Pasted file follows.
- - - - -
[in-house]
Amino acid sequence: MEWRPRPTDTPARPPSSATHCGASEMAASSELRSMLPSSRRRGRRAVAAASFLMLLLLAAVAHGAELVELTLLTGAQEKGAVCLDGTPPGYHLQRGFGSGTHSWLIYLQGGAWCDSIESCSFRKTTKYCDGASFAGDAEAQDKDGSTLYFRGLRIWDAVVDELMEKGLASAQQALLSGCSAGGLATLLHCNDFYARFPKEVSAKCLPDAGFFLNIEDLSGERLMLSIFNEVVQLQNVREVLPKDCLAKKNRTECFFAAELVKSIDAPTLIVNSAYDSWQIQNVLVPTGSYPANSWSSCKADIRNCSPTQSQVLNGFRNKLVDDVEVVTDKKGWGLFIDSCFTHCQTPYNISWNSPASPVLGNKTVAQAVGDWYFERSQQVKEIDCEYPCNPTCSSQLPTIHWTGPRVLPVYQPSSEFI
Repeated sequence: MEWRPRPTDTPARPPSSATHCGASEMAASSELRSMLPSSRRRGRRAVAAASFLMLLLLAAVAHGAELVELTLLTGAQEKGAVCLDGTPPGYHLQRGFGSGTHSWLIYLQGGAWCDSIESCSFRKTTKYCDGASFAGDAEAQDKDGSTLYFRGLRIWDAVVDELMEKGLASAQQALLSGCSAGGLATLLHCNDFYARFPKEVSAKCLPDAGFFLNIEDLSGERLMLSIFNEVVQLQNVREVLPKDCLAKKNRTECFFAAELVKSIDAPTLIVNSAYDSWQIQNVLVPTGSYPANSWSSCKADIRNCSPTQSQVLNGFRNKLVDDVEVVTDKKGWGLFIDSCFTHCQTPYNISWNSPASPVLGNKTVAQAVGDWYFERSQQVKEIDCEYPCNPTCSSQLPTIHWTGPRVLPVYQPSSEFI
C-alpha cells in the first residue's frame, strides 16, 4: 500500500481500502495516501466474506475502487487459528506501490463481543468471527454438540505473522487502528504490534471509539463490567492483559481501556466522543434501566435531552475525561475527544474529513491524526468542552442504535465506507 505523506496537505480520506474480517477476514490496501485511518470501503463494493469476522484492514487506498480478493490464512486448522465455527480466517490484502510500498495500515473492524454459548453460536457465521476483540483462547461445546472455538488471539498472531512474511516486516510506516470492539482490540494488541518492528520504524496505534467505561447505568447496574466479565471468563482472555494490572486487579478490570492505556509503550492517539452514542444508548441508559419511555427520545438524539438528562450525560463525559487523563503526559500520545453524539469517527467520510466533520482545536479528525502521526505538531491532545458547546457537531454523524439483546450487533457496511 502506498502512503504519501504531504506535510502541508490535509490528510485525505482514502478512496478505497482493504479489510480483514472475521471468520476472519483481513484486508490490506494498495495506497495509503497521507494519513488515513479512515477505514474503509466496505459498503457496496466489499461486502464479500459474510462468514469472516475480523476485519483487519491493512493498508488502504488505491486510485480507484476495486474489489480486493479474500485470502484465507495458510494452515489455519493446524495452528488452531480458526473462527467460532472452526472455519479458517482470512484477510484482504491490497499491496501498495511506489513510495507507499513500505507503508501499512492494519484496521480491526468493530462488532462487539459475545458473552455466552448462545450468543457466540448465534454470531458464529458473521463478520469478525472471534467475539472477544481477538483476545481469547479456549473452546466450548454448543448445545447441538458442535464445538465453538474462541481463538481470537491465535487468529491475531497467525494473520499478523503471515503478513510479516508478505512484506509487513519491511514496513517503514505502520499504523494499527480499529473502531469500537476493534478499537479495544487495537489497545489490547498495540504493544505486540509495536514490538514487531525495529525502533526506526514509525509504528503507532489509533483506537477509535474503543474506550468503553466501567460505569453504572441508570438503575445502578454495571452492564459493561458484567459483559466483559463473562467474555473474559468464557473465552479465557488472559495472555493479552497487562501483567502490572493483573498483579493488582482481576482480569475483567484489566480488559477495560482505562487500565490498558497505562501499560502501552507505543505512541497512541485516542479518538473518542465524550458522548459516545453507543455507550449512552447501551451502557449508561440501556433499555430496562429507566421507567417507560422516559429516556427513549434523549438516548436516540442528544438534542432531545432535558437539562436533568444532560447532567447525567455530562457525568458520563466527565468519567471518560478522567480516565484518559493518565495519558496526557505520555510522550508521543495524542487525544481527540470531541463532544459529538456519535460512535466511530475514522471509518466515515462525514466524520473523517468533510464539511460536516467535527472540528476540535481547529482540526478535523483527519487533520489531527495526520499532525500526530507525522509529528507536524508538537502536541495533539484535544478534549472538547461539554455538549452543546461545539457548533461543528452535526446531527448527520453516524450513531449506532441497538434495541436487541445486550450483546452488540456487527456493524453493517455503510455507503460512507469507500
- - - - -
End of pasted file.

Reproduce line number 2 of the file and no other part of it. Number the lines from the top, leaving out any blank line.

Amino acid sequence: MEWRPRPTDTPARPPSSATHCGASEMAASSELRSMLPSSRRRGRRAVAAASFLMLLLLAAVAHGAELVELTLLTGAQEKGAVCLDGTPPGYHLQRGFGSGTHSWLIYLQGGAWCDSIESCSFRKTTKYCDGASFAGDAEAQDKDGSTLYFRGLRIWDAVVDELMEKGLASAQQALLSGCSAGGLATLLHCNDFYARFPKEVSAKCLPDAGFFLNIEDLSGERLMLSIFNEVVQLQNVREVLPKDCLAKKNRTECFFAAELVKSIDAPTLIVNSAYDSWQIQNVLVPTGSYPANSWSSCKADIRNCSPTQSQVLNGFRNKLVDDVEVVTDKKGWGLFIDSCFTHCQTPYNISWNSPASPVLGNKTVAQAVGDWYFERSQQVKEIDCEYPCNPTCSSQLPTIHWTGPRVLPVYQPSSEFI